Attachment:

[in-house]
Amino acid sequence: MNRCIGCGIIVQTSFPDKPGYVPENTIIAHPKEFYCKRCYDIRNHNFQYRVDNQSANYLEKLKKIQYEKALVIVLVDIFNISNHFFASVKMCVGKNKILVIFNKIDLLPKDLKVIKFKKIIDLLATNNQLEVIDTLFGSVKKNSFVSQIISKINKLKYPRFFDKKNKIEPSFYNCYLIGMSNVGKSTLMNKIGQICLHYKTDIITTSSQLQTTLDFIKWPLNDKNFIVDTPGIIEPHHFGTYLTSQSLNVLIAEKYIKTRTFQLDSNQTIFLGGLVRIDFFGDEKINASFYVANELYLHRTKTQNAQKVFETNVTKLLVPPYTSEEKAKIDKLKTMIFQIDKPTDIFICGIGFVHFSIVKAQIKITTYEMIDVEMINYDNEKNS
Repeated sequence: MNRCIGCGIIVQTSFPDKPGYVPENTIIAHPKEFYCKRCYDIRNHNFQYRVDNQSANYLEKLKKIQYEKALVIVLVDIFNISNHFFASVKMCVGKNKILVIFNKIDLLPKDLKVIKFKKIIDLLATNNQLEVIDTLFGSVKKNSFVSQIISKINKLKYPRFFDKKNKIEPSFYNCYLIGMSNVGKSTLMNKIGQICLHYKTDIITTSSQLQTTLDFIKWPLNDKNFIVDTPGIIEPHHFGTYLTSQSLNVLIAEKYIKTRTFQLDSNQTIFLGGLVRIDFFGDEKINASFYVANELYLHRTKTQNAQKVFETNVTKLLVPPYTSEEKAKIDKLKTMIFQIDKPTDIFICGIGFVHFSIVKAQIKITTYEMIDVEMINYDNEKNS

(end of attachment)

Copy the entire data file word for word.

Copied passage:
[in-house]
Amino acid sequence: MNRCIGCGIIVQTSFPDKPGYVPENTIIAHPKEFYCKRCYDIRNHNFQYRVDNQSANYLEKLKKIQYEKALVIVLVDIFNISNHFFASVKMCVGKNKILVIFNKIDLLPKDLKVIKFKKIIDLLATNNQLEVIDTLFGSVKKNSFVSQIISKINKLKYPRFFDKKNKIEPSFYNCYLIGMSNVGKSTLMNKIGQICLHYKTDIITTSSQLQTTLDFIKWPLNDKNFIVDTPGIIEPHHFGTYLTSQSLNVLIAEKYIKTRTFQLDSNQTIFLGGLVRIDFFGDEKINASFYVANELYLHRTKTQNAQKVFETNVTKLLVPPYTSEEKAKIDKLKTMIFQIDKPTDIFICGIGFVHFSIVKAQIKITTYEMIDVEMINYDNEKNS
Repeated sequence: MNRCIGCGIIVQTSFPDKPGYVPENTIIAHPKEFYCKRCYDIRNHNFQYRVDNQSANYLEKLKKIQYEKALVIVLVDIFNISNHFFASVKMCVGKNKILVIFNKIDLLPKDLKVIKFKKIIDLLATNNQLEVIDTLFGSVKKNSFVSQIISKINKLKYPRFFDKKNKIEPSFYNCYLIGMSNVGKSTLMNKIGQICLHYKTDIITTSSQLQTTLDFIKWPLNDKNFIVDTPGIIEPHHFGTYLTSQSLNVLIAEKYIKTRTFQLDSNQTIFLGGLVRIDFFGDEKINASFYVANELYLHRTKTQNAQKVFETNVTKLLVPPYTSEEKAKIDKLKTMIFQIDKPTDIFICGIGFVHFSIVKAQIKITTYEMIDVEMINYDNEKNS